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Article

Assessment of the Use of Geographically Weighted Regression for Analysis of Large On-Farm Experiments and Implications for Practical Application

1
Big Data in Agriculture, Murdoch University, 90 South Street, Murdoch, WA 6150, Australia
2
Centre for Digital Agriculture, Curtin University, Kent Street, Bentley, WA 6102, Australia
3
Food Agility CRC Ltd., 81 Broadway, Ultimo, NSW 2007, Australia
4
Statistics for the Australian Grains Industry (SAGI-West), Curtin University, Kent Street, Bentley, WA 6102, Australia
5
Department of Primary Industries and Regional Development, Western Australia, 75 York Road, Northam, WA 6151, Australia
*
Author to whom correspondence should be addressed.
Agronomy 2020, 10(11), 1720; https://doi.org/10.3390/agronomy10111720
Received: 21 September 2020 / Revised: 4 November 2020 / Accepted: 4 November 2020 / Published: 5 November 2020
(This article belongs to the Section Precision and Digital Agriculture)

Abstract

:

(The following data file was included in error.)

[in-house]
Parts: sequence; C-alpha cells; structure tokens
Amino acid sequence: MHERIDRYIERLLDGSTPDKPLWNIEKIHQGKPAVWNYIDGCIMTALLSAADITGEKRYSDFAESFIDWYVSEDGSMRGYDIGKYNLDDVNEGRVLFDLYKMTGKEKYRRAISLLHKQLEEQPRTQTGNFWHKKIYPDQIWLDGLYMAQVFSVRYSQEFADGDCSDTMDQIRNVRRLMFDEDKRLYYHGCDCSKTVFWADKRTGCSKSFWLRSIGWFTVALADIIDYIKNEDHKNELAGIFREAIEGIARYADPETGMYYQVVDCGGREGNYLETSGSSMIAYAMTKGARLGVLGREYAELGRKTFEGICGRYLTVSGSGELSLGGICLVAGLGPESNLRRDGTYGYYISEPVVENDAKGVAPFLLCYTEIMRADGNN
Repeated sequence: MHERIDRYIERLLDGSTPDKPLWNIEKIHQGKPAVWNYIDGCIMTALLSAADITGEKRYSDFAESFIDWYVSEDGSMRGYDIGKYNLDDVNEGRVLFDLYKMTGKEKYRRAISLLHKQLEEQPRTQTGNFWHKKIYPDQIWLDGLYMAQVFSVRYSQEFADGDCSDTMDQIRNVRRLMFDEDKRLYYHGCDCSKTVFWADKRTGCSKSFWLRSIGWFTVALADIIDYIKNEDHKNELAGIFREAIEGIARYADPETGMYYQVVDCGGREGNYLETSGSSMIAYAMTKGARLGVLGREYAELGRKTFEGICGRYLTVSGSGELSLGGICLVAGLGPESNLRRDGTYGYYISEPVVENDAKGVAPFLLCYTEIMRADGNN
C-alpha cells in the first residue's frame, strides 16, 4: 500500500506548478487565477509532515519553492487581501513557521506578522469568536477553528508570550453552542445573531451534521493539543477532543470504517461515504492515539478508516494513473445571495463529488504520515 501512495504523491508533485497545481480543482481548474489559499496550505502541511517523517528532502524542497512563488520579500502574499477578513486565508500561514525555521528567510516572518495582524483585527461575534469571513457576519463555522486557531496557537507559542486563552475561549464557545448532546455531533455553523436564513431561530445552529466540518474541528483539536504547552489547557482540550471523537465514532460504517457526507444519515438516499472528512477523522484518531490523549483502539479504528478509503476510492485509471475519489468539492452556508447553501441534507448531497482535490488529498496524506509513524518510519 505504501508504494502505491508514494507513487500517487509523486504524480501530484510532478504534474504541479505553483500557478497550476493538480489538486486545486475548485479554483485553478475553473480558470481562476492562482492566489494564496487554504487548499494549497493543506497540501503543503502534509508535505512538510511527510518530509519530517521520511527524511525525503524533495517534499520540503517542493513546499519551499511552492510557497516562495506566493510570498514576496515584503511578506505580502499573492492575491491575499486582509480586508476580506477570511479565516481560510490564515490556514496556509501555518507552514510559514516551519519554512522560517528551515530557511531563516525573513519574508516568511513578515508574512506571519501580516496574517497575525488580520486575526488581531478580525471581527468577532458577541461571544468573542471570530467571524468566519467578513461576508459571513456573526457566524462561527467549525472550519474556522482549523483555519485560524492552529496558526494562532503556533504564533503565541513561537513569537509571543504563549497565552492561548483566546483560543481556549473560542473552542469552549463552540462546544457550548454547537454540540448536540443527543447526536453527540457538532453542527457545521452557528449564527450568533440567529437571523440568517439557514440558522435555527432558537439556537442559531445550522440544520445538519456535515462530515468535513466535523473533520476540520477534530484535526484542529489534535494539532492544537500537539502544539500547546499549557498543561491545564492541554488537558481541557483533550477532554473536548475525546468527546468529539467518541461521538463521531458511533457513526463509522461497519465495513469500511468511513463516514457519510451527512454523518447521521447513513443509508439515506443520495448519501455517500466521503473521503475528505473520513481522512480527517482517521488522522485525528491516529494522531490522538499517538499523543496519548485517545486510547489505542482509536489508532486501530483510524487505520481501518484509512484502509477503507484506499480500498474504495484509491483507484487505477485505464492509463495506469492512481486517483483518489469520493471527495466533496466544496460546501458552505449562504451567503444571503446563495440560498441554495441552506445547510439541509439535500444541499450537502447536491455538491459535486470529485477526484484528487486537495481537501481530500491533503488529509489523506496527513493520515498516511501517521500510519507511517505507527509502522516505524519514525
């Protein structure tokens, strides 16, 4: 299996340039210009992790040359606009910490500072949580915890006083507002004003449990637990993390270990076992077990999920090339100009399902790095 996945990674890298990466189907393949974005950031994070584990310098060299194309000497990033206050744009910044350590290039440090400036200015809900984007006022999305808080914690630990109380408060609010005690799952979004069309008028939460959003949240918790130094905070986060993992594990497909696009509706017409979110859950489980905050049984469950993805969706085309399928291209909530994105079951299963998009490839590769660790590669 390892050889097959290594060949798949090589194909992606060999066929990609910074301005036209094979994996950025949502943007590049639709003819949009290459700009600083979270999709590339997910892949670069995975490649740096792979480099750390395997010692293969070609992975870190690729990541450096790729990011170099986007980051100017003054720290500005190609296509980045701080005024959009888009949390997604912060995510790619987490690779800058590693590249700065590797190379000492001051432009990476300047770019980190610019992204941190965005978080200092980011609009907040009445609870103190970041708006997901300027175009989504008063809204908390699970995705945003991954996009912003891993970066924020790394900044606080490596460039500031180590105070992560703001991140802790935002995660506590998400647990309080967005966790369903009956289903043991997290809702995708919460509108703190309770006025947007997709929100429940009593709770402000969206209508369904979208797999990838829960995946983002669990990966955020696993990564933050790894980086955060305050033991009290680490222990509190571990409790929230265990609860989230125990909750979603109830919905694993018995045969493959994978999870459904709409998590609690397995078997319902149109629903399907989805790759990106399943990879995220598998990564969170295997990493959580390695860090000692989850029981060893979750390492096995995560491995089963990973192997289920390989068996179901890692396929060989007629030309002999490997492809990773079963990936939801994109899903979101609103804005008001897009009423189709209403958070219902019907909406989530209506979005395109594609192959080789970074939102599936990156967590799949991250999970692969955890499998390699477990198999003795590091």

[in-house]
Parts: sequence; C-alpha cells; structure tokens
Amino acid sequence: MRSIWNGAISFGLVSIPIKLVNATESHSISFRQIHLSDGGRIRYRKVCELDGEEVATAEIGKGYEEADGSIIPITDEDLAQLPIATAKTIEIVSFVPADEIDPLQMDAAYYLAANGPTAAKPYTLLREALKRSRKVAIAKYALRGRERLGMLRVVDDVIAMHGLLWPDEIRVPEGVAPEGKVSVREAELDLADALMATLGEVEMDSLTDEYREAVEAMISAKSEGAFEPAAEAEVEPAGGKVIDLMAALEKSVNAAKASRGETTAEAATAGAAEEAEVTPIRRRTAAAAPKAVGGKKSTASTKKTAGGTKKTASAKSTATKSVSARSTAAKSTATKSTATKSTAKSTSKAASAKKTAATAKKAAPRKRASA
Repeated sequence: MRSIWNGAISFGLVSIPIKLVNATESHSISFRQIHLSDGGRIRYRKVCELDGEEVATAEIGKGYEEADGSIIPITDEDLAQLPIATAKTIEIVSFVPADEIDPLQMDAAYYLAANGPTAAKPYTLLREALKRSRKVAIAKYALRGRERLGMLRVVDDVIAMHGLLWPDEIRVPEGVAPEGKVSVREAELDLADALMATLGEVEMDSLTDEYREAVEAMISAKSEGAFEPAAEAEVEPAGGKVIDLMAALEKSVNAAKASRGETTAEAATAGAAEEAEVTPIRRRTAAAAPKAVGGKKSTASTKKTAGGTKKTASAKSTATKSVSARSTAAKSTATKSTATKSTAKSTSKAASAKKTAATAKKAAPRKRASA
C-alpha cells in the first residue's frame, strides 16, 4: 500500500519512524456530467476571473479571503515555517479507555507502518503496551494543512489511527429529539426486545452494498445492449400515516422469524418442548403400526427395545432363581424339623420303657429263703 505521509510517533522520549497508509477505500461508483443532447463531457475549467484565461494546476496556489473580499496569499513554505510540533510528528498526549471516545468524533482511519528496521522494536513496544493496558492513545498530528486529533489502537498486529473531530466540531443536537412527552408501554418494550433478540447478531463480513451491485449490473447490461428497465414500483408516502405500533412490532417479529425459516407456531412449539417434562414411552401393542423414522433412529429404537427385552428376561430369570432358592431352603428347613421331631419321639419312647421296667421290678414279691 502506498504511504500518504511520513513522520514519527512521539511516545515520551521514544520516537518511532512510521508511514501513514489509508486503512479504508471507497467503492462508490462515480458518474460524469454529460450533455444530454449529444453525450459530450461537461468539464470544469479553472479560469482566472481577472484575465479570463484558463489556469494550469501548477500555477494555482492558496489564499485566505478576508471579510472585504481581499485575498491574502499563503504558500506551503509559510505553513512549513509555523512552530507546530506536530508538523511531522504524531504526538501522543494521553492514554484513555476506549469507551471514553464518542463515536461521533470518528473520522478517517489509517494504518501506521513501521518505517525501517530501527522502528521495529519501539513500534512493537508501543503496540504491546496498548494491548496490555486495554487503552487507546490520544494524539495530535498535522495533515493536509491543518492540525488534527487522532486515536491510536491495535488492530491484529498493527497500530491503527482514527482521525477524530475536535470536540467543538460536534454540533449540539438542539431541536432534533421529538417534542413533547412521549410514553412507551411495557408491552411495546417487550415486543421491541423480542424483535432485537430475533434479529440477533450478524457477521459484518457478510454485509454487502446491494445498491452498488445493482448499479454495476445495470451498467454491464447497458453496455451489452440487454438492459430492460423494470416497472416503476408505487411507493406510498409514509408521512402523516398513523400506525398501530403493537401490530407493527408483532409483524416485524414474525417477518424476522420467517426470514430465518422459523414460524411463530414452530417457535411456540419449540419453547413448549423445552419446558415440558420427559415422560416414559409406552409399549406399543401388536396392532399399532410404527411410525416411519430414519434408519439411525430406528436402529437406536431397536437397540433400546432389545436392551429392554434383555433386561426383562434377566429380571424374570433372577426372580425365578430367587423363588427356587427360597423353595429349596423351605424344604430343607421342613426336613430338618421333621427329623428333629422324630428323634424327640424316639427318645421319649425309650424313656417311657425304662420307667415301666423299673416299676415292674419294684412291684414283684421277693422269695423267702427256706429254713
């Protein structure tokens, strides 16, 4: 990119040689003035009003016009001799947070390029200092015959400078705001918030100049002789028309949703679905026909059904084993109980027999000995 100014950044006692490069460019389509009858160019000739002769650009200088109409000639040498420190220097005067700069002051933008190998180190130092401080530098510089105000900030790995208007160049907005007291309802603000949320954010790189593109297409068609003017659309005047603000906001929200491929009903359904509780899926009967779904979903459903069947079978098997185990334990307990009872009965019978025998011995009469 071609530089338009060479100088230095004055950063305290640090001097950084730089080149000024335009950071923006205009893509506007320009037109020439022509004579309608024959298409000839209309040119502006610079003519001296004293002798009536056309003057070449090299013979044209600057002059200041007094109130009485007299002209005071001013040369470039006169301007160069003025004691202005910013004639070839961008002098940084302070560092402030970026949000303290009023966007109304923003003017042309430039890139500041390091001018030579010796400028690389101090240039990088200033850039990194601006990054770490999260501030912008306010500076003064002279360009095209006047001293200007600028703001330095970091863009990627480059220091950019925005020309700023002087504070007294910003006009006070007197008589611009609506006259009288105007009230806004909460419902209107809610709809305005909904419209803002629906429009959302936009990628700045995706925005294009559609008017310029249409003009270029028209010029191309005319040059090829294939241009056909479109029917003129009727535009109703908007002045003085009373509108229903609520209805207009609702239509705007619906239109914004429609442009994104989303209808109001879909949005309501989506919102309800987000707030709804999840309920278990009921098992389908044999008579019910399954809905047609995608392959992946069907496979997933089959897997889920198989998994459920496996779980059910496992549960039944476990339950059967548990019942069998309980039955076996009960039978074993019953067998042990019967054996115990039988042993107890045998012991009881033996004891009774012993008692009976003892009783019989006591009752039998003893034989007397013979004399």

On-farm experimentation (OFE) is a farmer-centric process that can enhance the adoption of digital agriculture technologies and improve farm profitability and sustainability. Farmers work with consultants or researchers to design and implement experiments using their own machinery to test management practices at the field or farm scale. Analysis of data from OFE is challenging because of the large spatial variation influenced by spatial autocorrelation that is not due to the treatment being tested and is often much larger than treatment effects. In addition, the relationship between treatment and yield response may also vary spatially. We investigate the use of geographically weighted regression (GWR) for analysis of data from large on-farm experiments. GWR estimates local regressions, where data are weighted by distance from the site using a distance-decay kernel. It is a simple approach that can be easily explained to farmers and their agronomic advisors. We use simulated data to test the ability of GWR to separate yield variation due to treatment from any underlying spatial variation in yield that is not due to treatment; show that GWR kernel bandwidth can be based on experimental design to accurately separate the underlying spatial variability from treatment effects; and demonstrate a step-wise model selection approach to determine when the response to treatment is global across the experiment or locally varying. We demonstrate our recommended approach on two large-scale experiments conducted on farms in Western Australia to investigate grain yield response to potassium fertiliser. We discuss the implications of our results for routine practical application to OFE and conclude that GWR has potential for wide application in a semi-automated manner to analyse OFE data, improve farm decision-making, and enhance the adoption of digital technologies.